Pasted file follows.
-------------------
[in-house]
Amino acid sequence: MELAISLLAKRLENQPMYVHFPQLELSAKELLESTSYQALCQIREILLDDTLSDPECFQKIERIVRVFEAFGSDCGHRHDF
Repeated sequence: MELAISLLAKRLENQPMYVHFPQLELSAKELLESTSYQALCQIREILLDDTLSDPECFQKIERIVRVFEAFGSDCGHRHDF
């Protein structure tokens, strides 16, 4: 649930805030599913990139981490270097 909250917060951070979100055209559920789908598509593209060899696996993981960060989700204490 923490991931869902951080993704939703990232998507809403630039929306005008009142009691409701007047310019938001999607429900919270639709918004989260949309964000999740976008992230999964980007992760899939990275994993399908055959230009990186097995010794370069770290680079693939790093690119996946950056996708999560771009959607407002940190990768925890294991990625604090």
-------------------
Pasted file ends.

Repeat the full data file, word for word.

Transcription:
[in-house]
Amino acid sequence: MELAISLLAKRLENQPMYVHFPQLELSAKELLESTSYQALCQIREILLDDTLSDPECFQKIERIVRVFEAFGSDCGHRHDF
Repeated sequence: MELAISLLAKRLENQPMYVHFPQLELSAKELLESTSYQALCQIREILLDDTLSDPECFQKIERIVRVFEAFGSDCGHRHDF
């Protein structure tokens, strides 16, 4: 649930805030599913990139981490270097 909250917060951070979100055209559920789908598509593209060899696996993981960060989700204490 923490991931869902951080993704939703990232998507809403630039929306005008009142009691409701007047310019938001999607429900919270639709918004989260949309964000999740976008992230999964980007992760899939990275994993399908055959230009990186097995010794370069770290680079693939790093690119996946950056996708999560771009959607407002940190990768925890294991990625604090």